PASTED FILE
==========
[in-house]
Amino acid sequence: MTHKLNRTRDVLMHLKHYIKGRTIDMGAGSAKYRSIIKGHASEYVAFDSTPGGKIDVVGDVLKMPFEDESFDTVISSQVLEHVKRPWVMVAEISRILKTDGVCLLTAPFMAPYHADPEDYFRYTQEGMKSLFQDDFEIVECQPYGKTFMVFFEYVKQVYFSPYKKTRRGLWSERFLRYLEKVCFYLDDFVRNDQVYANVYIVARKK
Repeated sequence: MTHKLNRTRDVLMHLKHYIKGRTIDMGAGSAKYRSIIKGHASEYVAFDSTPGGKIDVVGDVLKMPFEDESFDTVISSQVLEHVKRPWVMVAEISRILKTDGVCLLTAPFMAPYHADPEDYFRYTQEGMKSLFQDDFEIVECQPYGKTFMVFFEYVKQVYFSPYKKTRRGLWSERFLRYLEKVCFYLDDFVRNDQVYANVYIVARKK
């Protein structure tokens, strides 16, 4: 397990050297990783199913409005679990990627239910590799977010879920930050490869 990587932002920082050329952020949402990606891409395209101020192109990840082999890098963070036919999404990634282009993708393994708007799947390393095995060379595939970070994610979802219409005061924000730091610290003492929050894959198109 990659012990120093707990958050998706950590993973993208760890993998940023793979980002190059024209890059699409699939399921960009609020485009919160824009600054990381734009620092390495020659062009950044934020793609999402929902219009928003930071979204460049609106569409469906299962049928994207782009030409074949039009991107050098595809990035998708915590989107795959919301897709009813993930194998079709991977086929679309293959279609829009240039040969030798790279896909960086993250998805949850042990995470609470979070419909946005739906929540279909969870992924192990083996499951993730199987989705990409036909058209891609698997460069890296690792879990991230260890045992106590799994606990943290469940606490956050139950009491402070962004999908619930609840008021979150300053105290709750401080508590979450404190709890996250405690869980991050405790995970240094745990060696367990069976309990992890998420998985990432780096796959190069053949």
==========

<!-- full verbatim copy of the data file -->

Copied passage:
[in-house]
Amino acid sequence: MTHKLNRTRDVLMHLKHYIKGRTIDMGAGSAKYRSIIKGHASEYVAFDSTPGGKIDVVGDVLKMPFEDESFDTVISSQVLEHVKRPWVMVAEISRILKTDGVCLLTAPFMAPYHADPEDYFRYTQEGMKSLFQDDFEIVECQPYGKTFMVFFEYVKQVYFSPYKKTRRGLWSERFLRYLEKVCFYLDDFVRNDQVYANVYIVARKK
Repeated sequence: MTHKLNRTRDVLMHLKHYIKGRTIDMGAGSAKYRSIIKGHASEYVAFDSTPGGKIDVVGDVLKMPFEDESFDTVISSQVLEHVKRPWVMVAEISRILKTDGVCLLTAPFMAPYHADPEDYFRYTQEGMKSLFQDDFEIVECQPYGKTFMVFFEYVKQVYFSPYKKTRRGLWSERFLRYLEKVCFYLDDFVRNDQVYANVYIVARKK
């Protein structure tokens, strides 16, 4: 397990050297990783199913409005679990990627239910590799977010879920930050490869 990587932002920082050329952020949402990606891409395209101020192109990840082999890098963070036919999404990634282009993708393994708007799947390393095995060379595939970070994610979802219409005061924000730091610290003492929050894959198109 990659012990120093707990958050998706950590993973993208760890993998940023793979980002190059024209890059699409699939399921960009609020485009919160824009600054990381734009620092390495020659062009950044934020793609999402929902219009928003930071979204460049609106569409469906299962049928994207782009030409074949039009991107050098595809990035998708915590989107795959919301897709009813993930194998079709991977086929679309293959279609829009240039040969030798790279896909960086993250998805949850042990995470609470979070419909946005739906929540279909969870992924192990083996499951993730199987989705990409036909058209891609698997460069890296690792879990991230260890045992106590799994606990943290469940606490956050139950009491402070962004999908619930609840008021979150300053105290709750401080508590979450404190709890996250405690869980991050405790995970240094745990060696367990069976309990992890998420998985990432780096796959190069053949």